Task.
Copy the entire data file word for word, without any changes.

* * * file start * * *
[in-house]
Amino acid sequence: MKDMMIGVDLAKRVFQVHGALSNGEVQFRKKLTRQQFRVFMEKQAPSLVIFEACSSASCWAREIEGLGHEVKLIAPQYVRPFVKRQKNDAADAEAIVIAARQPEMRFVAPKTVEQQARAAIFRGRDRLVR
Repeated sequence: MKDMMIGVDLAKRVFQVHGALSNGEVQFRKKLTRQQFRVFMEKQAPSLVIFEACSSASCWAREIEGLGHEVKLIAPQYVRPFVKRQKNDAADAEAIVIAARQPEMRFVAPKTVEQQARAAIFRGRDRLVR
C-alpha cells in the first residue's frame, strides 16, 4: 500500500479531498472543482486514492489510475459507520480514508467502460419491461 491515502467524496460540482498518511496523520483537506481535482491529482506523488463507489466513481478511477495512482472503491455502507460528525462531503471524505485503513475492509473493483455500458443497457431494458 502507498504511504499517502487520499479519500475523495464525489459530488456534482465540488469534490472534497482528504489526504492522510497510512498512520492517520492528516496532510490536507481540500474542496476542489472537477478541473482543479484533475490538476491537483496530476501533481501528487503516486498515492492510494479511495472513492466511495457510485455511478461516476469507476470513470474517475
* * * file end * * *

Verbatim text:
[in-house]
Amino acid sequence: MKDMMIGVDLAKRVFQVHGALSNGEVQFRKKLTRQQFRVFMEKQAPSLVIFEACSSASCWAREIEGLGHEVKLIAPQYVRPFVKRQKNDAADAEAIVIAARQPEMRFVAPKTVEQQARAAIFRGRDRLVR
Repeated sequence: MKDMMIGVDLAKRVFQVHGALSNGEVQFRKKLTRQQFRVFMEKQAPSLVIFEACSSASCWAREIEGLGHEVKLIAPQYVRPFVKRQKNDAADAEAIVIAARQPEMRFVAPKTVEQQARAAIFRGRDRLVR
C-alpha cells in the first residue's frame, strides 16, 4: 500500500479531498472543482486514492489510475459507520480514508467502460419491461 491515502467524496460540482498518511496523520483537506481535482491529482506523488463507489466513481478511477495512482472503491455502507460528525462531503471524505485503513475492509473493483455500458443497457431494458 502507498504511504499517502487520499479519500475523495464525489459530488456534482465540488469534490472534497482528504489526504492522510497510512498512520492517520492528516496532510490536507481540500474542496476542489472537477478541473482543479484533475490538476491537483496530476501533481501528487503516486498515492492510494479511495472513492466511495457510485455511478461516476469507476470513470474517475